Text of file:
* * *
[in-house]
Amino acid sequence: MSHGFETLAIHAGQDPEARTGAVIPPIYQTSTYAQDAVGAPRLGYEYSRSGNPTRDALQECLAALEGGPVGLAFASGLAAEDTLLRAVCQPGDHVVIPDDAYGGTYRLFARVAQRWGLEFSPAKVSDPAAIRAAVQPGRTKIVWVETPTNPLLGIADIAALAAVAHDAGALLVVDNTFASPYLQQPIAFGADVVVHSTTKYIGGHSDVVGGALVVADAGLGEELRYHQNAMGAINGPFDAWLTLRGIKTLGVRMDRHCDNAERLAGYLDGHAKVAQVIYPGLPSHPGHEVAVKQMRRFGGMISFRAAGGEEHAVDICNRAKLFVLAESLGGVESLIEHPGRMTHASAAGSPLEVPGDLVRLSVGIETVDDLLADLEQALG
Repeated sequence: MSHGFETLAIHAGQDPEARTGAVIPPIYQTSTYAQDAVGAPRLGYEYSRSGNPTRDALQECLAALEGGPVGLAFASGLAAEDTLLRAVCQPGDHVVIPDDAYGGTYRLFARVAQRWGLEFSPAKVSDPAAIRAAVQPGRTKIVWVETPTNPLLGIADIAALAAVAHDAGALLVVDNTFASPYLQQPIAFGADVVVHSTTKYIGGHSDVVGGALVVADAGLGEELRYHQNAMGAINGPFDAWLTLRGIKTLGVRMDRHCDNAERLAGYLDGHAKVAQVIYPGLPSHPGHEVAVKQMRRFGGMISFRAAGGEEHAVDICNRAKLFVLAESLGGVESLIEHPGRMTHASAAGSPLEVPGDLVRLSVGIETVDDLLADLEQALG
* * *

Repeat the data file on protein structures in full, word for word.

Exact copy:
[in-house]
Amino acid sequence: MSHGFETLAIHAGQDPEARTGAVIPPIYQTSTYAQDAVGAPRLGYEYSRSGNPTRDALQECLAALEGGPVGLAFASGLAAEDTLLRAVCQPGDHVVIPDDAYGGTYRLFARVAQRWGLEFSPAKVSDPAAIRAAVQPGRTKIVWVETPTNPLLGIADIAALAAVAHDAGALLVVDNTFASPYLQQPIAFGADVVVHSTTKYIGGHSDVVGGALVVADAGLGEELRYHQNAMGAINGPFDAWLTLRGIKTLGVRMDRHCDNAERLAGYLDGHAKVAQVIYPGLPSHPGHEVAVKQMRRFGGMISFRAAGGEEHAVDICNRAKLFVLAESLGGVESLIEHPGRMTHASAAGSPLEVPGDLVRLSVGIETVDDLLADLEQALG
Repeated sequence: MSHGFETLAIHAGQDPEARTGAVIPPIYQTSTYAQDAVGAPRLGYEYSRSGNPTRDALQECLAALEGGPVGLAFASGLAAEDTLLRAVCQPGDHVVIPDDAYGGTYRLFARVAQRWGLEFSPAKVSDPAAIRAAVQPGRTKIVWVETPTNPLLGIADIAALAAVAHDAGALLVVDNTFASPYLQQPIAFGADVVVHSTTKYIGGHSDVVGGALVVADAGLGEELRYHQNAMGAINGPFDAWLTLRGIKTLGVRMDRHCDNAERLAGYLDGHAKVAQVIYPGLPSHPGHEVAVKQMRRFGGMISFRAAGGEEHAVDICNRAKLFVLAESLGGVESLIEHPGRMTHASAAGSPLEVPGDLVRLSVGIETVDDLLADLEQALG